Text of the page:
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Democratization and Transnational Human Rights Regimes: A Case Study of Turkey and the European Court of Human Rights

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Transnational courts need to shape up

The record of the European Court of Human Rights (ECtHR) in Turkey has shown inconsistencies and double standards that need to be addressed. The research is important for the Court’s dealings with all authoritarian regimes.


Over the last three decades, the world has been holding its breath as authoritarian regimes appeared to be giving way to more democratic societies. While transnational bodies such as the ECtHR may have played a pivotal role in this transformation, in more recent years their influence seems to be wavering. Against this backdrop, the EU-funded DEMTUREUROPE (Democratization and transnational human rights regimes: A case study of Turkey and the European Court of Human Rights) project studied how a transnational court engages governments and influences change. Taking the ECtHR’s involvement in Turkey’s Kurdish conflict as a case study, it looked into the Court’s jurisprudence on gross human rights abuses by Turkey towards its Kurdish minority. Transnational courts undermined by authoritarian states The in-depth analysis of the ‘Turkish problem’ offers an excellent example of how transnational courts fare in authoritarian settings. ‘We investigated the ECtHR’s democracy-expanding and rights-protecting roles in Turkey, as well as the Court’s democracy-constraining and rights-inhibiting roles,’ explains project scientist Dilek Kurban. ‘This revealed variations in the Court’s engagement and effectiveness with political developments in Europe such as the end of the Cold War and enlargement of the Council of Europe.’ An interesting cyclical pattern emerged from the research on how the ECtHR tackled state violence in the Kurdish region in recent decades. ‘The Court was at its most innovative, boldest and most receptive from the early 1990s until the early 2000s,’ reveals Kurban. ‘This showed that a transnational human rights court can effectively tackle state violence by documenting it, giving a voice to its victims and discrediting official denial.’ However, the findings show that the ECtHR could have done more in the right to life and torture cases. Setback for Kurdish rights During the 2000s, as Turkey edged closer to Europe, increased cooperation with the ruling AKP party actually dampened the Court’s receptiveness to Kurdish legal mobilisation. ‘The Court’s willingness to get rid of as many pending cases as possible endorsed Turkey’s strategy of compensating victims’ material losses without offering them apology, truth or justice,’ states Kurban. In the mid-2000s, when the EU negotiations stalled, the AKP government rolled back human rights reforms it had adopted to gain accession status. Subsequently, in the early 2010s, the ECtHR issued judgments that ceased to be effective against Turkey. ‘Without truly effective external pressure, Turkey’s motivations for compliance are no longer much different from Russia’s: to keep up its international reputation as much as its authoritarianism allows.’ The Court also fell behind in protecting the Kurds’ linguistic and political rights claims. ‘The ECtHR’s oversight of Kurdish political and cultural rights claims in Turkey emerged from the assumption that it was dealing with a democratic regime,’ says Kurban. Authoritarian and post-communist commonalities The Turkish case analysed in this project, as well as the cases of Russia, Hungary and Poland, have shown that the ECtHR has not been effective in overseeing authoritarian regimes. ‘The ECtHR should not apply its jurisprudential principles without considering differences between the politico-legal regimes, judicial systems and political cultures of contracting parties,’ notes Kurban. ‘Referring issues and cases back to domestic legal systems and local governments where majorities overpower minorities and where the judiciary is complicit in state violence will legitimise authoritarianism,’ she adds. There is no doubt that DEMTUREUROPE research can support the EU in rethinking how transnational courts operate and how their legitimacy can be strengthened.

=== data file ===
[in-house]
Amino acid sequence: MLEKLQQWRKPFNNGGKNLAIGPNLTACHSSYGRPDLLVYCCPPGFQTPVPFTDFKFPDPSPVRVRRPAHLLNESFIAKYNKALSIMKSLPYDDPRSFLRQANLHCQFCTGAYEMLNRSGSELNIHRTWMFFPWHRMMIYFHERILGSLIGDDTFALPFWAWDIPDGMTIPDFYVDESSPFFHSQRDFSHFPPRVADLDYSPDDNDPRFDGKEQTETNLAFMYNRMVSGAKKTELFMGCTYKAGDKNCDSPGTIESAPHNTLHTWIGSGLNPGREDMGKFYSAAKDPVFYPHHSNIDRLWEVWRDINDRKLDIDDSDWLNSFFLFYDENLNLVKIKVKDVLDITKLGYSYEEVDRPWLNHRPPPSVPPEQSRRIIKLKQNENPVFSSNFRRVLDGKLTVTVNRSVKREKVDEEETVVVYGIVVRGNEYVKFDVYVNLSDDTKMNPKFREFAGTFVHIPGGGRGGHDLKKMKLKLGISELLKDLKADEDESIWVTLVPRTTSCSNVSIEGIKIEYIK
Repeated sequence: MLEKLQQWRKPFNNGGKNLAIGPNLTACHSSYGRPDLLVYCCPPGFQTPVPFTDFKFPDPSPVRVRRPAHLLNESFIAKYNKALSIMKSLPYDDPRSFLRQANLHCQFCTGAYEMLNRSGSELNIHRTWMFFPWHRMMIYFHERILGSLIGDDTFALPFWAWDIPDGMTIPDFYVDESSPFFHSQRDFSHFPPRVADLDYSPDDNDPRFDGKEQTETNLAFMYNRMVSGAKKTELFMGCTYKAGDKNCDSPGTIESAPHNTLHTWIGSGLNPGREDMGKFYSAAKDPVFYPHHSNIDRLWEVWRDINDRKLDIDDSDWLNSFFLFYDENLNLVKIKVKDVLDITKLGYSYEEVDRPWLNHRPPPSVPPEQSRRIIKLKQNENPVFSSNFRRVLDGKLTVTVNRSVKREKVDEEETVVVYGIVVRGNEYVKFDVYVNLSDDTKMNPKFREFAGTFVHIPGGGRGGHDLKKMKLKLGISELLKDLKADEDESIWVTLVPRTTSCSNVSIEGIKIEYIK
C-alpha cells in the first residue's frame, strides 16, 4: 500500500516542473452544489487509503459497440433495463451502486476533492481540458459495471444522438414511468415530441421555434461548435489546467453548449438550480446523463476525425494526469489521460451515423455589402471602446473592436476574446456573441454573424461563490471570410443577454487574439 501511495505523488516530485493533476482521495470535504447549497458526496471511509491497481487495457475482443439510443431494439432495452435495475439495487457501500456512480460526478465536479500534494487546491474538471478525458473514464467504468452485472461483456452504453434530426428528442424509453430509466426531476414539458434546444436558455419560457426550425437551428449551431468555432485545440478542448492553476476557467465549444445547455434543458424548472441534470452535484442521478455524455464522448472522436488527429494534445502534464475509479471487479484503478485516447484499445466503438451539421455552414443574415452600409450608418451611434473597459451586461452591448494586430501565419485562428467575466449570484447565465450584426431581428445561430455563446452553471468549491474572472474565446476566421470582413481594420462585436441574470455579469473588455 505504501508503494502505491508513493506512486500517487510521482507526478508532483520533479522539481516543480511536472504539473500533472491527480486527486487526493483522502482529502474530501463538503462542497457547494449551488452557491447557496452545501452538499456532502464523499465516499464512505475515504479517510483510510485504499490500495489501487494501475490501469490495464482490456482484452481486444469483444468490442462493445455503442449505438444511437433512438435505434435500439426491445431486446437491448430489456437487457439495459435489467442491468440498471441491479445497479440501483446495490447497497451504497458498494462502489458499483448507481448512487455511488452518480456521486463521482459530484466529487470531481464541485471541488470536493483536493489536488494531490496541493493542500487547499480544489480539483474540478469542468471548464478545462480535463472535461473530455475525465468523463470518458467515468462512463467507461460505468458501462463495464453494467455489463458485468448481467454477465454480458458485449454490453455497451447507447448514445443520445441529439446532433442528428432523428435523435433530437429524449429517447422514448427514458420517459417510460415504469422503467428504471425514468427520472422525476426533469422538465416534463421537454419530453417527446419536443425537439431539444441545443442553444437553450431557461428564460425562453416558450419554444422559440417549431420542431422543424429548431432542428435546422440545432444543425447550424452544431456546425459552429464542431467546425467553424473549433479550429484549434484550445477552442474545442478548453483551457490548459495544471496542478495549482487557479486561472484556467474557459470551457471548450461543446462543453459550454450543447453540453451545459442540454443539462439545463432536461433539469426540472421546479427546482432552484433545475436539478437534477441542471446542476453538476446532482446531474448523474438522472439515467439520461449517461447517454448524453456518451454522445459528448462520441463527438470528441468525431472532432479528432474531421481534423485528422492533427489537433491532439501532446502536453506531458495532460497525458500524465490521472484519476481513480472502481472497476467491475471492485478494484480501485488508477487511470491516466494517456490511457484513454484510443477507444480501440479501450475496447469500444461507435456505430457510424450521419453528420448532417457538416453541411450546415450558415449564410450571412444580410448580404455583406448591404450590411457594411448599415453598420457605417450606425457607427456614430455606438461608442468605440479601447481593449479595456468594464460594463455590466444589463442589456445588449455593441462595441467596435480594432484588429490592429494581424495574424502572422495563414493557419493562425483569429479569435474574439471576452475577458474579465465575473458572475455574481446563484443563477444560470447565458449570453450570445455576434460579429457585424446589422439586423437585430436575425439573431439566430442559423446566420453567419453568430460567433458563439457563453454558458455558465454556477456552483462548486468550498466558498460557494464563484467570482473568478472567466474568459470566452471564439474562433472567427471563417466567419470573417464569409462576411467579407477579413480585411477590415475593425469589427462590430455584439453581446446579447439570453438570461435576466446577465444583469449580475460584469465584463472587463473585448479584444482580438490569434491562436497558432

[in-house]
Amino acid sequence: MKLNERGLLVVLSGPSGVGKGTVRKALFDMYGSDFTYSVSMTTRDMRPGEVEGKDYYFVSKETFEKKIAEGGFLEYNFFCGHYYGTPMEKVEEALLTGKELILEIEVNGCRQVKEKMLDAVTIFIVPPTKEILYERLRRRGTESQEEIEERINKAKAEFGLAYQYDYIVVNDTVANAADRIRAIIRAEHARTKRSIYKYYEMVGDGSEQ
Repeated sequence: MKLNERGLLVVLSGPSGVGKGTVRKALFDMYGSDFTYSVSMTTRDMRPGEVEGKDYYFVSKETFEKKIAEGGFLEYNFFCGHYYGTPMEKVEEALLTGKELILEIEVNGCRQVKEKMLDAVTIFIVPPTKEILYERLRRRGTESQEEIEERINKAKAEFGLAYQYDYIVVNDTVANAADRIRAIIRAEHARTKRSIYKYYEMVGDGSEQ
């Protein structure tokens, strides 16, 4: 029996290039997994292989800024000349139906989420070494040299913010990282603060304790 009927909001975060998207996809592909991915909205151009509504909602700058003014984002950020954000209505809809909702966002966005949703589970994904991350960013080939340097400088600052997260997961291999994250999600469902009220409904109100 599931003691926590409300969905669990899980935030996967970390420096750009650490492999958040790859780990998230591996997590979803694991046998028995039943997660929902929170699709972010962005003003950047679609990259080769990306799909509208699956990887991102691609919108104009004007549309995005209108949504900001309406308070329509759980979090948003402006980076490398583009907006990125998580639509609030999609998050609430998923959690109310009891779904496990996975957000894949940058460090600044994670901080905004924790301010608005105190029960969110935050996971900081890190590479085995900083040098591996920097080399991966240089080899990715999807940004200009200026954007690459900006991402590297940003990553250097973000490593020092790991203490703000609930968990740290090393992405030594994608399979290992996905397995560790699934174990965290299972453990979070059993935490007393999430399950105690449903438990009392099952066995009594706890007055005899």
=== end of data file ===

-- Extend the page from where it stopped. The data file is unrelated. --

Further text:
Transnational courts, European Court of Human Rights, human rights, authoritarian regimes, DEMTUREUROPE

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